Highlights - Volume 495-3 (March I 2009)

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HIGHLIGHTS: this week in A&A

Volume 495-3 (March I 2009)


In section 6. Interstellar and circumstellar matter

“Models of turbulent dissipation regions in the diffuse interstellar medium”, by B. Godard, E. Falgarone, and G. Pineau des Forêts, A&A 495, p. 847

The authors demonstrate that intermittent structures in the form of magnetized vortices produce detectable chemical signatures on scales of about 100 AU in turbulent molecular clouds flows. Using detailed chemical models, they find that neutral-ion friction to be the principal mechanism in these dissipative regions. The paper provides evidence that spectroscopic diagnostics are available to study the energetics of the smallest scales in turbulent shear flows in interstellar environments. 


In section 1. Letters

“Pluto's lower atmosphere structure and methane abundance from high-resolution spectroscopy and stellar occultations”, by E. Lellouch, B. Sicardy, C. de Bergh, H.-U. Kaufl, S. Kassi, and A. Campargue, A&A 495, p. L17

Although it has been demoted from the planet rank recently, Pluto is definitely an interesting object, one with an atmosphere that has been shown to vary in mass by a factor two as a result of seasonal variations. In this issue, E. Lellouch et al. determine precisely for the first time the present abundance of methane in its atmosphere with both high-resolution spectroscopic observations and occultation light-curves. Surprisingly, methane which condenses in the low-temperature atmosphere appears to be very significantly supersaturated, a sign that the atmosphere is very clean and devoid of condensation nuclei. The observations are useful to understand the seasonal evolution of Pluto's atmosphere.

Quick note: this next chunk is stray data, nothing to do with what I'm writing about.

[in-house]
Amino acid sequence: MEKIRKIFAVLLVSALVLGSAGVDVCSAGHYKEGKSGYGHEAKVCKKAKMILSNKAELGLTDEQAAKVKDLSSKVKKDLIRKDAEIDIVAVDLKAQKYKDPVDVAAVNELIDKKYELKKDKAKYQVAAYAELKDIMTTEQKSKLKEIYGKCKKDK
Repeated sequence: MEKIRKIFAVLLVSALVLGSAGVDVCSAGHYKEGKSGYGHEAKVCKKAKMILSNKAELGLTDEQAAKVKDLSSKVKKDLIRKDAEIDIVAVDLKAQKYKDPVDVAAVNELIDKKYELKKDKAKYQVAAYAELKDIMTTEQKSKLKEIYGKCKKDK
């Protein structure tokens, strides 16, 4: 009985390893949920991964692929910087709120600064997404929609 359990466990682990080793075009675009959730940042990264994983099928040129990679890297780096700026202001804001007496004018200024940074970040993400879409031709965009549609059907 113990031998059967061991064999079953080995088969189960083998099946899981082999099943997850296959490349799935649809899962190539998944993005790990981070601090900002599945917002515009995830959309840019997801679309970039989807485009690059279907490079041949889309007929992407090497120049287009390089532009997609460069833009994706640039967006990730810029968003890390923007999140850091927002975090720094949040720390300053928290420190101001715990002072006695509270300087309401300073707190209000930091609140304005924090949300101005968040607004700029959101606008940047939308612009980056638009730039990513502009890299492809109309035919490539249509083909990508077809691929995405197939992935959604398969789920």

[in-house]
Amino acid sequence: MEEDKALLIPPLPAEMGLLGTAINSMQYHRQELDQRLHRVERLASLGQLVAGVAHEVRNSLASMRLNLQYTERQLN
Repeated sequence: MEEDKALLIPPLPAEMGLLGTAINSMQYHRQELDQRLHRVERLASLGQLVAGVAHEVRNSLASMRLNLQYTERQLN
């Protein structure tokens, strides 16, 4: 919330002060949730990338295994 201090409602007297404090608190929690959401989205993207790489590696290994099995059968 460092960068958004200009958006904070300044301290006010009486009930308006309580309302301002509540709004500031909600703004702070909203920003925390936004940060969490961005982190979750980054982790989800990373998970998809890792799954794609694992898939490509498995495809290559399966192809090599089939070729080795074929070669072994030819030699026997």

In section 13. Astronomical instrumentation

“Maximum-likelihood detection of sources among Poissonian noise”, by I.M. Stewart, A&A 495, p. 989

Present X-ray observatories operate in a relatively low-exposure regime and exhibit Poissonian noise at background flux levels. The author examines a maximum likelihood (ML) technique for detecting compact sources in such datasets, and uses Monte Carlo simulations to show that ML compares favorably with a variety of source detection methods and that it also has several practical advantages. This paper provides a common and optimal framework for the data analysis community, in a presentation style that balances mathematical rigor with common sense.


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© Astronomy & Astrophysics 2009